News / USA

Obama to Consult Intelligence Leaders, Congress on NSA Review

FILE - President Barack Obama speaks during a news conference at the White House.
FILE - President Barack Obama speaks during a news conference at the White House.
Reuters
President Barack Obama will hear from intelligence officials and congressional leaders as he nears the final stages of a review over how much to rein in U.S. surveillance practices in the wake of the Edward Snowden revelations, officials said on Tuesday.
 
Later this month, Obama is set to unveil a series of reforms to how the National Security Agency collects intelligence, with a view toward giving Americans more confidence that their privacy is not being violated.
 
Questions about U.S. government spying on civilians and foreign officials burst into the open in June when former U.S. spy agency contractor Snowden, now living in Russia, leaked documents outlining widespread collection of telephone metadata and email.
      
Obama spent part of his two-week Hawaii vacation considering some recommendations from an outside presidential advisory panel of experts. Separately, a lengthy internal White House review is nearing completion and will help form the basis of the president's reforms, to be laid out in a speech.
 
White House officials said Obama will hold meetings with people with a variety of perspectives as he nears the final stages of a continuing internal White House review.
 
He will meet on Wednesday with leaders of the intelligence community and with members of the Privacy and Civil Liberties Oversight board, an independent panel that advises the White House on privacy concerns.
 
On Thursday, he will meet with congressional leaders on the subject.
 
Obama has given indications that he would like to strike a middle ground on how far to go in reining in the N.S.A., saying some checks are needed on the system but that the United States cannot unilaterally disarm.
 
One option that Obama has talked about taking is allowing some bulk phone data collected by intelligence agencies to be kept by private companies, instead of by the U.S. government.
 
The reasoning is that this would give Americans more confidence that their privacy is being protected. Critics of this idea say it would make data less, rather than more, secure.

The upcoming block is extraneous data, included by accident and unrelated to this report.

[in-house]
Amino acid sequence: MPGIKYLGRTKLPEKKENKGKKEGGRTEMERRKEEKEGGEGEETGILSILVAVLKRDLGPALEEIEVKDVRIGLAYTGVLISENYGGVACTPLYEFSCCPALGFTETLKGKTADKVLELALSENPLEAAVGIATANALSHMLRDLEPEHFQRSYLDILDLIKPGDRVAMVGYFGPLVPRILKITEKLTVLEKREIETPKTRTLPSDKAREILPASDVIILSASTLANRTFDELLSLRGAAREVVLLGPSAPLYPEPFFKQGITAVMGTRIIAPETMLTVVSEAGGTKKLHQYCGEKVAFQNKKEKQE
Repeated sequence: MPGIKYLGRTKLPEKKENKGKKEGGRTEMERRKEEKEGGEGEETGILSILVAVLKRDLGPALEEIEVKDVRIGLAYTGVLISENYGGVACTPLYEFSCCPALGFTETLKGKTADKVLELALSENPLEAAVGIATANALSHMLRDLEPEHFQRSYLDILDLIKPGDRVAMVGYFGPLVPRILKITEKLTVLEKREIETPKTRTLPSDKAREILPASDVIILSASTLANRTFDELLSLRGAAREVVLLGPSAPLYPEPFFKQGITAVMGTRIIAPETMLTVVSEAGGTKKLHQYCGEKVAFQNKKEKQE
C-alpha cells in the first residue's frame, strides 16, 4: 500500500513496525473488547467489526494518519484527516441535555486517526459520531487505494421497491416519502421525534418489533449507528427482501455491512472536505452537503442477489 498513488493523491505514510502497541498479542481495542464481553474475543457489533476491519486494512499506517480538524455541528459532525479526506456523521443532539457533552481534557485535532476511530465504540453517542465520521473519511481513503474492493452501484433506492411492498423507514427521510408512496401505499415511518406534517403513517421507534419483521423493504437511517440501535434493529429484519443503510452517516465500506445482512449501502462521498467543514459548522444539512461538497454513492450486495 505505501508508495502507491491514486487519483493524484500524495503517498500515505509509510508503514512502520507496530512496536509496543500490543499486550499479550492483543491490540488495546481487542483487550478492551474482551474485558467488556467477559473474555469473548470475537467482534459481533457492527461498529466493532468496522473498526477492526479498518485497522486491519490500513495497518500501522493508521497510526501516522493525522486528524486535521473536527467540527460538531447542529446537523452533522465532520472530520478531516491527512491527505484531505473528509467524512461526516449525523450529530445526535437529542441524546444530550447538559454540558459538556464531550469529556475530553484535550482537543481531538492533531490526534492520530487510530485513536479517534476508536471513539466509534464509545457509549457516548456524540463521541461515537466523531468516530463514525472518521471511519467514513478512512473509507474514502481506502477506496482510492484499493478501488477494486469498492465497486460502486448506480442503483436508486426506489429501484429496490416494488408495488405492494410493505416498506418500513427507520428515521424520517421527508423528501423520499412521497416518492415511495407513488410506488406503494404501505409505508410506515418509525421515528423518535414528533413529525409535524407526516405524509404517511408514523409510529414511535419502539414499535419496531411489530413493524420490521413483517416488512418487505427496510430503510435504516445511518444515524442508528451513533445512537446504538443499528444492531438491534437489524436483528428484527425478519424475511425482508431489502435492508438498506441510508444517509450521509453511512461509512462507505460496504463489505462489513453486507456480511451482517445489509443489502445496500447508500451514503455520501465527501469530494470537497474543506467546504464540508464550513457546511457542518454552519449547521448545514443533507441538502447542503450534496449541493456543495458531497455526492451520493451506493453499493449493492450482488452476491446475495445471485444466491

Obama is also considering a ban on U.S. eavesdropping on leaders of allied nations after reports that the N.S.A. monitored German Chancellor Angela Merkel's cell phone triggered outrage in Germany. U.S. officials have said they are not now tapping Merkel's cell phone and will not do so in the future.
 
Administration officials said Obama's meetings this week will allow interested parties to weigh in on his decision-making and voice their opinions.
 
Two sets of congressional committees have come up with diametrically opposite proposals for dealing with the telephone metadata issue.
 
Judiciary Committee chairs Patrick Leahy in the Senate and Jim Sensenbrenner in the House of Representatives have introduced bills which would eliminate bulk metadata collection by the N.S.A. entirely. However, the House and Senate intelligence committees have included provisions in their spending bills that would keep metadata collection authorization precisely as it is.
 
This is in spite of the conclusion by Obama's outside advisory panel that since 2007, bulk telephone metadata collection by N.S.A. had produced “no instance in which NSA could say with confidence that the outcome” of a terrorism investigation “would have been different” if the metadata had not been collected.

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